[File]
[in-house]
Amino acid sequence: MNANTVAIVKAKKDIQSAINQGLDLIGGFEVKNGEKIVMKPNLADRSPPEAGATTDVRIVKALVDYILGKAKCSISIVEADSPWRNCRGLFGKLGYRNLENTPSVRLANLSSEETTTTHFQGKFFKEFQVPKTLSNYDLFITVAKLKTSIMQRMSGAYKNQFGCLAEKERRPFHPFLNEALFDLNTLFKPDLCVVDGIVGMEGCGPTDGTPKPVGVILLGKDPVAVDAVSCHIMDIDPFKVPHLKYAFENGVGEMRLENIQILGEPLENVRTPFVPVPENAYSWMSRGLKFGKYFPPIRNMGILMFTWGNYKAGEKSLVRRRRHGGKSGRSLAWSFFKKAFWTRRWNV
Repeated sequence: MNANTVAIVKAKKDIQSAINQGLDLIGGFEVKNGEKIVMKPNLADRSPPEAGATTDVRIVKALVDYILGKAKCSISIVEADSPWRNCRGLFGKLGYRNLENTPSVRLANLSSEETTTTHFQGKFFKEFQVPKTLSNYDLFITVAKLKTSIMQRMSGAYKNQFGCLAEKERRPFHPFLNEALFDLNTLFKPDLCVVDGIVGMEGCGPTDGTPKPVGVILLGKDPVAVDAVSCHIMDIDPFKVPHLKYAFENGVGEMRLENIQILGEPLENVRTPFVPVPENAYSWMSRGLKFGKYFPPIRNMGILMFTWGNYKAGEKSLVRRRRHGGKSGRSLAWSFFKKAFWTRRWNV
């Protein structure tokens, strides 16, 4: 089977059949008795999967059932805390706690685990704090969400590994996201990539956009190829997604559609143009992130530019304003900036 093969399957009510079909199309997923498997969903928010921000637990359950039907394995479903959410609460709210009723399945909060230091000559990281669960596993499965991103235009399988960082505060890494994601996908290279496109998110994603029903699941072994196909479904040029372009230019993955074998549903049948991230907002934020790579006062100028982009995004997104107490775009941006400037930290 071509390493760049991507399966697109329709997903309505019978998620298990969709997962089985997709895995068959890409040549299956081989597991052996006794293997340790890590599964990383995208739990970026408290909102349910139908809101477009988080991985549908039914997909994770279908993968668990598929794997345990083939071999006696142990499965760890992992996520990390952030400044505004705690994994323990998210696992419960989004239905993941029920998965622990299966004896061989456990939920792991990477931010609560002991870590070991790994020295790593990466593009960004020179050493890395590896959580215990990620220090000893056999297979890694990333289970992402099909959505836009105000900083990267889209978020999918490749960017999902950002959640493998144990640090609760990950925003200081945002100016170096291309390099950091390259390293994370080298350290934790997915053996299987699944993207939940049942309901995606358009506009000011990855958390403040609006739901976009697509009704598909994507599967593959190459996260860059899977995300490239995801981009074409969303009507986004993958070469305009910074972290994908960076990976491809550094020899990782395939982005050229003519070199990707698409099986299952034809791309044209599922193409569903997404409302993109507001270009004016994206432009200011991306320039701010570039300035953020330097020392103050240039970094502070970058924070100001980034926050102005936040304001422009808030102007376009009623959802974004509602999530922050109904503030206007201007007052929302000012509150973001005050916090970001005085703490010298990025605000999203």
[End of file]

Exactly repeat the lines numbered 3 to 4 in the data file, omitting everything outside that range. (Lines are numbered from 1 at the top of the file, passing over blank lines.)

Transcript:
Repeated sequence: MNANTVAIVKAKKDIQSAINQGLDLIGGFEVKNGEKIVMKPNLADRSPPEAGATTDVRIVKALVDYILGKAKCSISIVEADSPWRNCRGLFGKLGYRNLENTPSVRLANLSSEETTTTHFQGKFFKEFQVPKTLSNYDLFITVAKLKTSIMQRMSGAYKNQFGCLAEKERRPFHPFLNEALFDLNTLFKPDLCVVDGIVGMEGCGPTDGTPKPVGVILLGKDPVAVDAVSCHIMDIDPFKVPHLKYAFENGVGEMRLENIQILGEPLENVRTPFVPVPENAYSWMSRGLKFGKYFPPIRNMGILMFTWGNYKAGEKSLVRRRRHGGKSGRSLAWSFFKKAFWTRRWNV
């Protein structure tokens, strides 16, 4: 089977059949008795999967059932805390706690685990704090969400590994996201990539956009190829997604559609143009992130530019304003900036 093969399957009510079909199309997923498997969903928010921000637990359950039907394995479903959410609460709210009723399945909060230091000559990281669960596993499965991103235009399988960082505060890494994601996908290279496109998110994603029903699941072994196909479904040029372009230019993955074998549903049948991230907002934020790579006062100028982009995004997104107490775009941006400037930290 071509390493760049991507399966697109329709997903309505019978998620298990969709997962089985997709895995068959890409040549299956081989597991052996006794293997340790890590599964990383995208739990970026408290909102349910139908809101477009988080991985549908039914997909994770279908993968668990598929794997345990083939071999006696142990499965760890992992996520990390952030400044505004705690994994323990998210696992419960989004239905993941029920998965622990299966004896061989456990939920792991990477931010609560002991870590070991790994020295790593990466593009960004020179050493890395590896959580215990990620220090000893056999297979890694990333289970992402099909959505836009105000900083990267889209978020999918490749960017999902950002959640493998144990640090609760990950925003200081945002100016170096291309390099950091390259390293994370080298350290934790997915053996299987699944993207939940049942309901995606358009506009000011990855958390403040609006739901976009697509009704598909994507599967593959190459996260860059899977995300490239995801981009074409969303009507986004993958070469305009910074972290994908960076990976491809550094020899990782395939982005050229003519070199990707698409099986299952034809791309044209599922193409569903997404409302993109507001270009004016994206432009200011991306320039701010570039300035953020330097020392103050240039970094502070970058924070100001980034926050102005936040304001422009808030102007376009009623959802974004509602999530922050109904503030206007201007007052929302000012509150973001005050916090970001005085703490010298990025605000999203």